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From the back cover...

Set in Romania at the height of Ceauşescu’s reign of terror, The Land of Green Plums tells the story of a group of young students, each of whom has left the impoverished provinces in search of better prospects in the city. It is a profound illustration of a totalitarian state which comes to inhabit every aspect of life; to the extent that everyone, even the strongest, must either bend to the oppressors, or resist them and perish.

I wasn't sure what to expect from this novel. I did wonder how much was fiction as how much was based on the author's own experiences before she left Romania.  It is powerful, emotive, involving and subtle. 

Both the narrator and the author are Romanian ethnic Germans.  The book was originally published in German as Hertzier which translates as Heart-beast; a theme that runs through the narrative.

The language and structure is unusual but works.  The English version must capture the original style perfectly because it is so unique.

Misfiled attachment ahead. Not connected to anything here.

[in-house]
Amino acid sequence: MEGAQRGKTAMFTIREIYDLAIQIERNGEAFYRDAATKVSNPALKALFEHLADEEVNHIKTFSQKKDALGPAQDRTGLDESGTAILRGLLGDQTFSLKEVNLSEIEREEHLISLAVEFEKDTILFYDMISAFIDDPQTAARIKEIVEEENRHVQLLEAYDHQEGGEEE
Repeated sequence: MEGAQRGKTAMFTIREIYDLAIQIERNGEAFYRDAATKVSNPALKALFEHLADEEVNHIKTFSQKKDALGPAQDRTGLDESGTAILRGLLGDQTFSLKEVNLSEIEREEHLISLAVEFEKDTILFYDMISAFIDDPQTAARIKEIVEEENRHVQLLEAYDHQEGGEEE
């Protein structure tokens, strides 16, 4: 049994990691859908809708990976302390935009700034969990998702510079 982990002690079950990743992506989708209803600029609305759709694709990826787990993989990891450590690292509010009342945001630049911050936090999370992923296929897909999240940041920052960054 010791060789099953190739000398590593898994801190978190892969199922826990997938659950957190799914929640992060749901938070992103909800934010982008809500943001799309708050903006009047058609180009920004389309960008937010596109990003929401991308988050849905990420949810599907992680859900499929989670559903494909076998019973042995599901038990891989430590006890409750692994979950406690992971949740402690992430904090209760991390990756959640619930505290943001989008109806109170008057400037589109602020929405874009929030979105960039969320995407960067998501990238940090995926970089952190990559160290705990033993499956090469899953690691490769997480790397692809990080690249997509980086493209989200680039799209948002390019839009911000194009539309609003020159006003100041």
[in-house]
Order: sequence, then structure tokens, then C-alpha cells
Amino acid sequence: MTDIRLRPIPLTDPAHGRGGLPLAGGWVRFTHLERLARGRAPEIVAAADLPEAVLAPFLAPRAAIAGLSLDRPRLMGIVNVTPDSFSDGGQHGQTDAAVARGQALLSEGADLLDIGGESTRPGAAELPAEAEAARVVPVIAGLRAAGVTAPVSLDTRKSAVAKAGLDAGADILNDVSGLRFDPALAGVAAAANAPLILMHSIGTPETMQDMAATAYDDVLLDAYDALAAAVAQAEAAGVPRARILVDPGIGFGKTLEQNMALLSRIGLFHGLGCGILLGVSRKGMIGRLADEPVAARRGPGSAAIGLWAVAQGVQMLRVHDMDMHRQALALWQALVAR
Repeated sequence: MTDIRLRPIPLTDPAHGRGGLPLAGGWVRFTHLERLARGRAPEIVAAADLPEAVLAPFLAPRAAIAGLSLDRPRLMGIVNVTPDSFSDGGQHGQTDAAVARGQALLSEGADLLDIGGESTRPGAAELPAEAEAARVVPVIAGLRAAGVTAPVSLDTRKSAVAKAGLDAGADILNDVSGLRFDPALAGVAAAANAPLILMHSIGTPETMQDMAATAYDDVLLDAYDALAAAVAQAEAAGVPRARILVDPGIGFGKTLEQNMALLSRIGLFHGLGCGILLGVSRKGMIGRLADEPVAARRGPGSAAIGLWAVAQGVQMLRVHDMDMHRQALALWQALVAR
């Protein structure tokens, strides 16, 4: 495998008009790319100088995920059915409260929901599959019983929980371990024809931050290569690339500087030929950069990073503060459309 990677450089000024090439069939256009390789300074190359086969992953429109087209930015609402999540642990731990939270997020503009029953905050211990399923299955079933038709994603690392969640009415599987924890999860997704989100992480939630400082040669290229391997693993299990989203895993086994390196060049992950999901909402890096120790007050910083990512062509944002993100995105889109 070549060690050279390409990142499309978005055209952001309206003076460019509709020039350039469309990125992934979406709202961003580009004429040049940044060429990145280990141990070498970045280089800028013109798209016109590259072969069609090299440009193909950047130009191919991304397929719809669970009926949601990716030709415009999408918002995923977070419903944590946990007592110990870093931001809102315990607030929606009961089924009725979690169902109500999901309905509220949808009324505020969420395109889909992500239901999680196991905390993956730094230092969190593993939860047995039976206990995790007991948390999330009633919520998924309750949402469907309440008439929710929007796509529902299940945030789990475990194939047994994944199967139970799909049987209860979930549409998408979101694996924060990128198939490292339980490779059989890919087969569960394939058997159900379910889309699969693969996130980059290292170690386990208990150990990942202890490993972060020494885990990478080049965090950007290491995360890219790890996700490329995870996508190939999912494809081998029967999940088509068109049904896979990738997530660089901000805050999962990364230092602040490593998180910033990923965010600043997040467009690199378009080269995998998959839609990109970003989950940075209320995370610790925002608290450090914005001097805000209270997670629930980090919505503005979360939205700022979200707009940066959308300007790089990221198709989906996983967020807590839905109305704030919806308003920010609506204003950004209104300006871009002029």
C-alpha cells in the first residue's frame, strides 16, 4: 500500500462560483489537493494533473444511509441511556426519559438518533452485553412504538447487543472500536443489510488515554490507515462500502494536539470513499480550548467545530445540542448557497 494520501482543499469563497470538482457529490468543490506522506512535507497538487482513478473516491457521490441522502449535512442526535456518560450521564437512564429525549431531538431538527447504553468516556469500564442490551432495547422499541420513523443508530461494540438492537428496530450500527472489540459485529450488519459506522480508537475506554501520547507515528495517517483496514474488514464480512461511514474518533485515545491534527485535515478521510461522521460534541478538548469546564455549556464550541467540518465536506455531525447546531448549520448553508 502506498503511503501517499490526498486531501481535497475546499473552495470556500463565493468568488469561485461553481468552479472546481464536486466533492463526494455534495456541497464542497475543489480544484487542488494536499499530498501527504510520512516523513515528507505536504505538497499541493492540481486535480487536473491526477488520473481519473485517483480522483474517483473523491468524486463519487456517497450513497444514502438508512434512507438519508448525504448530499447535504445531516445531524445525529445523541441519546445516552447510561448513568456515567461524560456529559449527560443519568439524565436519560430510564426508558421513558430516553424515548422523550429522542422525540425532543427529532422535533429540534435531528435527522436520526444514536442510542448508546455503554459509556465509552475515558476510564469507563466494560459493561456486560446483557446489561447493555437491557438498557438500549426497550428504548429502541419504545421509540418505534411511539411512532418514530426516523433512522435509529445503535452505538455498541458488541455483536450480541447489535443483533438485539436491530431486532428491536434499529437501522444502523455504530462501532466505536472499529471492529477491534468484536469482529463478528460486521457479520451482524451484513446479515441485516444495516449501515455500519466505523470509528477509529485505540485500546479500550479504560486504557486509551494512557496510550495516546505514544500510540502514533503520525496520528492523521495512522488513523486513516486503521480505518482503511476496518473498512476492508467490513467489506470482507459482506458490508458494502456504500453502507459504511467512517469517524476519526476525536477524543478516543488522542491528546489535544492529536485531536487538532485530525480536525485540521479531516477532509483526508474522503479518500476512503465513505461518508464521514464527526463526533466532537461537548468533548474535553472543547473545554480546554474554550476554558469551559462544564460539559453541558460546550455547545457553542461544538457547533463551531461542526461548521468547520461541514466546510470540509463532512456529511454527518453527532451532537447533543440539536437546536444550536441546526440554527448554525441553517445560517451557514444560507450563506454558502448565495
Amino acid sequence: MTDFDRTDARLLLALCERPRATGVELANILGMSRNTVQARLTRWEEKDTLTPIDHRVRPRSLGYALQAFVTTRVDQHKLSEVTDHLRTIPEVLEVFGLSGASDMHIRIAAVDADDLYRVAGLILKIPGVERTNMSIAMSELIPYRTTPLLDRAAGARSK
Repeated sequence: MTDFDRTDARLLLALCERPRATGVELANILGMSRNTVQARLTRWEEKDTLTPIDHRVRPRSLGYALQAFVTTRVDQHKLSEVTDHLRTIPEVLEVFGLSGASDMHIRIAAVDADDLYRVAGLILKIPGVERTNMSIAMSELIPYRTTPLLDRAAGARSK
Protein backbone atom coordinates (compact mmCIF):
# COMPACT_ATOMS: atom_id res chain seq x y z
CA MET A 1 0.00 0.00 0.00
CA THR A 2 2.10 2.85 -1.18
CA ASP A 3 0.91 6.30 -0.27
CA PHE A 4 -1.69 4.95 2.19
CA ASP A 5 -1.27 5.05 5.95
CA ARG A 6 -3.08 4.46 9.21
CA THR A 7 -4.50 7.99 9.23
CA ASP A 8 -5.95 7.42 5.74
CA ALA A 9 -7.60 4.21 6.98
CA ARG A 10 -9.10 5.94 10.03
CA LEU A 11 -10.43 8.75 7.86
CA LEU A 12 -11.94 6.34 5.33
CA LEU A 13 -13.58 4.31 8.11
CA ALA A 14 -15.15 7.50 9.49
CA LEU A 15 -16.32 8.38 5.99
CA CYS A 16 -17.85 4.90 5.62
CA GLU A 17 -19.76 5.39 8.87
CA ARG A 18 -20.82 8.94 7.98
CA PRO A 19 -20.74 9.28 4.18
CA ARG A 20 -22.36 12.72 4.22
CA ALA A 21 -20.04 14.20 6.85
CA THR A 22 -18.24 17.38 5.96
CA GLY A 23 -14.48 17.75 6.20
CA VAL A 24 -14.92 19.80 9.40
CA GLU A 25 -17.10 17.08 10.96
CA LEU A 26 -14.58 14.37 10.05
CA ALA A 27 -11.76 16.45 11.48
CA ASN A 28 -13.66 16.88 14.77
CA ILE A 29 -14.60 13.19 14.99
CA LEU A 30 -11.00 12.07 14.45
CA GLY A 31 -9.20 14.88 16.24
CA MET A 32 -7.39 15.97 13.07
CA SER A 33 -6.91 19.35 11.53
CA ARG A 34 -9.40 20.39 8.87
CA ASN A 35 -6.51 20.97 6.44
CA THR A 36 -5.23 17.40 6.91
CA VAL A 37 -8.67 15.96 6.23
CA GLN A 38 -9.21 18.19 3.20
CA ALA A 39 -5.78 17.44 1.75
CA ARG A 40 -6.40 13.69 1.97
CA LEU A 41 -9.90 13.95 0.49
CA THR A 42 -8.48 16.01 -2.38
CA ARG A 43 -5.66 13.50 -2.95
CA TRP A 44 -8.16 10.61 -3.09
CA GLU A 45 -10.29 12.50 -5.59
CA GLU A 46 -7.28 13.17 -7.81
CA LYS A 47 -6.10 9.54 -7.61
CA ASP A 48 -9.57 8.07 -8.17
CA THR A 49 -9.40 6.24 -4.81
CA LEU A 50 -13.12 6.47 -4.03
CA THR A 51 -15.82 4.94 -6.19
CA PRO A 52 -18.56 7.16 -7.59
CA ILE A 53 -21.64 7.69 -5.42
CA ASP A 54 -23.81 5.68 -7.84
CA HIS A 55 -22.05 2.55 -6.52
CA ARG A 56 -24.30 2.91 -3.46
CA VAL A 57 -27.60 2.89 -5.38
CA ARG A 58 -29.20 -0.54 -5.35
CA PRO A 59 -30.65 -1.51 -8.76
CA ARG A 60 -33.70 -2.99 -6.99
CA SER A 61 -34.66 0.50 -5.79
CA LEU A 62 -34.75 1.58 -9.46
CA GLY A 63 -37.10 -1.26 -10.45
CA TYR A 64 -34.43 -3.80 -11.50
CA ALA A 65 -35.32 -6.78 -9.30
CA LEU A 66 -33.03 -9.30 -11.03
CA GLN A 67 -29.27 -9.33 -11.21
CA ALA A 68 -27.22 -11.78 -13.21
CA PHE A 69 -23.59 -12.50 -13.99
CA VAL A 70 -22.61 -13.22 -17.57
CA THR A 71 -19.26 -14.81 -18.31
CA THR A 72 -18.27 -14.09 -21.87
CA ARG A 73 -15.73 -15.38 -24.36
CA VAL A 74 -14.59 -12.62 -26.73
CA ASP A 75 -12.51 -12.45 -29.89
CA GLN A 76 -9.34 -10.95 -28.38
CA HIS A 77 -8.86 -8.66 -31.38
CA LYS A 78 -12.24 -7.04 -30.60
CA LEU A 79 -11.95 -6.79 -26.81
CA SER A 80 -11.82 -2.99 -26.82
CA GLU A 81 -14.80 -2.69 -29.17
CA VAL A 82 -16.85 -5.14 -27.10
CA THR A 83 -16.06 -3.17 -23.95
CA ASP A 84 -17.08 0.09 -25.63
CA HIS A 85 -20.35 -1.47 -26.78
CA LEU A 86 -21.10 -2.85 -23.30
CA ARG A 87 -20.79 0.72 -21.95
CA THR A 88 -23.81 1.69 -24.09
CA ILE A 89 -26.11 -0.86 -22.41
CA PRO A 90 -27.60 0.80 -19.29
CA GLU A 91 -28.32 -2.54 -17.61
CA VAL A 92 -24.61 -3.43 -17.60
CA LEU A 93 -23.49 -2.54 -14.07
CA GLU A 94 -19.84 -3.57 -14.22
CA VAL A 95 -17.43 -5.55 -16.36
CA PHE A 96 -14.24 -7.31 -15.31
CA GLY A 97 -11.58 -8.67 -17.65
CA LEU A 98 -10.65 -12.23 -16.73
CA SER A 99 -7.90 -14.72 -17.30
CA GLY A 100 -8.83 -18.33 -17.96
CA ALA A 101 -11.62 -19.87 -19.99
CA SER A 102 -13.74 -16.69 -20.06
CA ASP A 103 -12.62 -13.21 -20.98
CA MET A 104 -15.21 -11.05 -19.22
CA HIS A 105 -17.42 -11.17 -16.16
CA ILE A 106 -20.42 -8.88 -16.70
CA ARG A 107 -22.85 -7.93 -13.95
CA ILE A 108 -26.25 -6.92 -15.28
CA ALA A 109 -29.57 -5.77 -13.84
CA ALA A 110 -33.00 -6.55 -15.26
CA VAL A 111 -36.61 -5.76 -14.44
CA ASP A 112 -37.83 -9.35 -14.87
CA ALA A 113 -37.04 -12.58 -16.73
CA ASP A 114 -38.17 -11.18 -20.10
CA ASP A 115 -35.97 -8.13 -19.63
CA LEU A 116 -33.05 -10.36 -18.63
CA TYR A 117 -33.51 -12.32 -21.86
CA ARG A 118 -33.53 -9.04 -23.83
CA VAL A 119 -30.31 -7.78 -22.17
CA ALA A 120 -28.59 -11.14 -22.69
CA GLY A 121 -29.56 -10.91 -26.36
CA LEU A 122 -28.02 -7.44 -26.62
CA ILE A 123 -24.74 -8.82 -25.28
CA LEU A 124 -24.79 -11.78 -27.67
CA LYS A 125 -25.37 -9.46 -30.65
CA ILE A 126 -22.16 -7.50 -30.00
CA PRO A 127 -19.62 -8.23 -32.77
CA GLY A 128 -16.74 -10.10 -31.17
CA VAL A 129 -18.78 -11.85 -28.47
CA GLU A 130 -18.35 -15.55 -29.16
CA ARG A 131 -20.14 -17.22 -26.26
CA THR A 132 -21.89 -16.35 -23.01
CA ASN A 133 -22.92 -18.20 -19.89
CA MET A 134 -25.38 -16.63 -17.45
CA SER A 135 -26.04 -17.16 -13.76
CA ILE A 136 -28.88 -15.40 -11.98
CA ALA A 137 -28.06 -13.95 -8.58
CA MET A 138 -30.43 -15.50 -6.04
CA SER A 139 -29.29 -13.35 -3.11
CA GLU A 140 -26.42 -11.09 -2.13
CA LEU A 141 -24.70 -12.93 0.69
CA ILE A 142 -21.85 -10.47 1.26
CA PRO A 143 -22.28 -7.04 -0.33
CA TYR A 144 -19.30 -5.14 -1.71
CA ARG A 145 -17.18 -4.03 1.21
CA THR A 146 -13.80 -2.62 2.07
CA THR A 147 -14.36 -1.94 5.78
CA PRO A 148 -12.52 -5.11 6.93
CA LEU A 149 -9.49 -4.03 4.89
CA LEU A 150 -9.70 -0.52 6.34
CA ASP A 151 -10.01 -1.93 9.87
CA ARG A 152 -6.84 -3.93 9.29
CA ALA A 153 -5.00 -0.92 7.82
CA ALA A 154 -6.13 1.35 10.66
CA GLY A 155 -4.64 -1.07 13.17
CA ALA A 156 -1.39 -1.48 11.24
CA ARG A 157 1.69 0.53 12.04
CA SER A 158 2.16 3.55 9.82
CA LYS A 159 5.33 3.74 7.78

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I started to create a new thread for this book in 21st Century Fiction before I realised that it was published in the 90s.

 

Then I realised I had not done the book justice in my original posting.  So here is a bit more.

 

This is a very powerful story.  And beautifully written.  I'm not sure what you would call the style.  It's something like a prose peom, but not.  It only takes a page or two and then it seems to flow.

 

The narrator is one of a group of ethnic Germans who are under the eye of the Romanian secret police during Ceauescu's reign of terror, The Land of Green Plums tells the story of a group of young people who have moved from their rural provinces to the city to go to college.  They are (I guess) dissidents by accident.  They collect and keep diaries, poems and prose written by themselves and others, and photographs.  All of which would be confiscated by the authorities.  But the book is also peopled with supporting characters, "ordinary" Romanians, family members, officials; some of whom we get to know better than the narrator and her friends,

 

The author won the Nobel Prize for literature in 2009.

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This sounds interesting. I've added it to the never ending TBR list. 

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